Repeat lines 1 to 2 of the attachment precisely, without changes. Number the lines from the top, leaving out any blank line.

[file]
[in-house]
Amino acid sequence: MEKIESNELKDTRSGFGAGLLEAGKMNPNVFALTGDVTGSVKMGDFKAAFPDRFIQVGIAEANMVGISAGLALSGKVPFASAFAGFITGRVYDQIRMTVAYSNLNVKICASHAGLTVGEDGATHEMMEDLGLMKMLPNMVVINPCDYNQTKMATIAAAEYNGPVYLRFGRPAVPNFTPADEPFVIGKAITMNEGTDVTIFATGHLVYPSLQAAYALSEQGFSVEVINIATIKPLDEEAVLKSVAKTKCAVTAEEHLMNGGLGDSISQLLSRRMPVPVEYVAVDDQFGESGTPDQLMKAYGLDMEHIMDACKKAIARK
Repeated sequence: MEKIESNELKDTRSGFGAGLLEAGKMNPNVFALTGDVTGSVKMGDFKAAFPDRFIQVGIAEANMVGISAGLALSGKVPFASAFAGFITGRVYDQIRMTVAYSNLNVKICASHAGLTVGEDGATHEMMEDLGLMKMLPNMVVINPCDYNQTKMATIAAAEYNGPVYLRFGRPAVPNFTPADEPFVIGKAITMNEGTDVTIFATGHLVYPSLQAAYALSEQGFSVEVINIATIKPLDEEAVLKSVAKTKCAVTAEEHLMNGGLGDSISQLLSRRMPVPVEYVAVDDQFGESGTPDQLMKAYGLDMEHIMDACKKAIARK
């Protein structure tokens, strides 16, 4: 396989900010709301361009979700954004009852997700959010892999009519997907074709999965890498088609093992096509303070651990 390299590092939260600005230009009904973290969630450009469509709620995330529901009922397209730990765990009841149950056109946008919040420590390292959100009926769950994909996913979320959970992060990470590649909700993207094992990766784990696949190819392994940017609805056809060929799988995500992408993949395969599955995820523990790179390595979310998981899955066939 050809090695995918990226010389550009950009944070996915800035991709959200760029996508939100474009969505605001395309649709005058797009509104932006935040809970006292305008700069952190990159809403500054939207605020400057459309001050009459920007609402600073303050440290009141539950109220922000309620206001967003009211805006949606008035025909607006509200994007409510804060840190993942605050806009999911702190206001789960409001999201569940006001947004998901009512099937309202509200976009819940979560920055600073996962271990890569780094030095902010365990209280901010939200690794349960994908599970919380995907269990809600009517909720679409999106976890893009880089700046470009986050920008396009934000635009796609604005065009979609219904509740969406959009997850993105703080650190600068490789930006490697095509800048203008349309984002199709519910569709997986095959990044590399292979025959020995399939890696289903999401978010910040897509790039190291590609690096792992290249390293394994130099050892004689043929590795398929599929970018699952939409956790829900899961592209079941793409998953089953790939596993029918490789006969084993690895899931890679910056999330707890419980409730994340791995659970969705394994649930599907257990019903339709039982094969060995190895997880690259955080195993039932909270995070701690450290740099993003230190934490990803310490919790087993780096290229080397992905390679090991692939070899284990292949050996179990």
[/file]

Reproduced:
[in-house]
Amino acid sequence: MEKIESNELKDTRSGFGAGLLEAGKMNPNVFALTGDVTGSVKMGDFKAAFPDRFIQVGIAEANMVGISAGLALSGKVPFASAFAGFITGRVYDQIRMTVAYSNLNVKICASHAGLTVGEDGATHEMMEDLGLMKMLPNMVVINPCDYNQTKMATIAAAEYNGPVYLRFGRPAVPNFTPADEPFVIGKAITMNEGTDVTIFATGHLVYPSLQAAYALSEQGFSVEVINIATIKPLDEEAVLKSVAKTKCAVTAEEHLMNGGLGDSISQLLSRRMPVPVEYVAVDDQFGESGTPDQLMKAYGLDMEHIMDACKKAIARK